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New Year’s Series Part 4 – Omikuji & Hanetsuki

UPDATE 1/10/14: Due to extreme flooding Oshogatsu has been postponed until Sunday, January 19, 2014. If you have already purchased tickets you will receive an email with details about your purchase. Otherwise, you may still purchase tickets online until Friday, January 17th at noon. We apologize for any inconvenience and hope to see you all there next Sunday!

 

This week we’re discussing some of the activities we just couldn’t do without at Oshogatsu: omikuji, or New Year’s fortune telling, and hanetsuki, which is similar to badminton. Read on to find out why these activities are two of our favorite things about the Japanese New Year.

Omikuji

Omikuji literally means “sacred lot” and is usually done at Shinto Shrines and Buddhist temples in Japan on New Year’s Day. Attendees make an offering (in Japan usually a 100 yen coin, but it’ll be $1 at the festival) and receive a fortune or blessing.

Traditionally you would draw a fortune with any one of the following:

  • Great blessing
  • Middle blessing
  • Small blessing
  • Blessing
  • Half-blessing
  • Future blessing
  •  Future small blessing
  • Curse
  • Small curse
  • Half-curse
  • Future curse
  • Great curse

Below this category you would find the actual fortune as it relates to your life. Some of the traditional fortunes deal with wishes or desires, lost articles, travel, business dealings, romantic relationships, marriage proposals , engagements, and other topics.

At Oshogatsu  you’ll make your $1 offering and draw a number. This number corresponds to a fortune, which our staff will give you. Bad fortunes are tied to trees or wires so that they don’t attach themselves to you. If your fortune is good you can either take it with you for good luck, or tie it to the wire to give it greater effect.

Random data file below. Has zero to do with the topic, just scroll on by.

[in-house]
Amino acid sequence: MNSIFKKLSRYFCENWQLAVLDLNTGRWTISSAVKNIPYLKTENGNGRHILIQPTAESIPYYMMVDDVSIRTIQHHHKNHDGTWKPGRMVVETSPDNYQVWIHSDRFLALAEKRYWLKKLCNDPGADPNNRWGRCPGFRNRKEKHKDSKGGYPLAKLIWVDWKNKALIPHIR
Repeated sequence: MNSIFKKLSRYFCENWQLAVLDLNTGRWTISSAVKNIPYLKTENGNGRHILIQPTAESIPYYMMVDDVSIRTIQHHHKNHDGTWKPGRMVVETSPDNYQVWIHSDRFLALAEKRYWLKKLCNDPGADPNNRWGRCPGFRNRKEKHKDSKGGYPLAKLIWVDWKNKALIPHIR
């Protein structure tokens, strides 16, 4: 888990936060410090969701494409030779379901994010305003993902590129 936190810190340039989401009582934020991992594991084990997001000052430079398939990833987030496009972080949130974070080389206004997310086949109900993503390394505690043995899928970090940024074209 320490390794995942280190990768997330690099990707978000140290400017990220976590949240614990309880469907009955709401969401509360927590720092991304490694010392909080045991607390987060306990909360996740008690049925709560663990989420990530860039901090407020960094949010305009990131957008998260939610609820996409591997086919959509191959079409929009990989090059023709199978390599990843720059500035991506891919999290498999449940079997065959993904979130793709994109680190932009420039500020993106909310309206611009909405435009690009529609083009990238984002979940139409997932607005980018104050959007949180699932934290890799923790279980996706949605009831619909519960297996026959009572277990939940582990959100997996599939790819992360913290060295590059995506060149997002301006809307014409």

Hanetsuki

Hanetsuki is a game similar to badminton, but without a net, that was traditionally played by girls around New Year’s. You can play as a pair, or by yourself, but the object is to keep the brightly colored shuttlecock aloft as long as possible.

The game is played with decorative paddles called hagoita, and while the game no longer enjoys the popularity it once did, hagoita are still very popular collectors items. In December of each year Sensoji Temple holds a huge market devoted to the paddles. More traditional decorations on the hagoita usually depict beautiful Edo-period ladies or kabuki actors, while modern images include fantasy characters (like Hello Kitty or Harry Potter), celebrities, sports players and even politicians like Prime Minister Koizumi.

At Oshogatsu you can enjoy hanetsuki on the hill top near the Shishimai Stage and hear the sound of rousing taiko drums or beautiful koto while you play!

If you need something to tide you over until the big day head over to our New Year’s in Japan Pinterest board and see what’s in store, or take a peek below! See you next weekend!

http://www.pinterest.com/morikami/new-years-in-japan/

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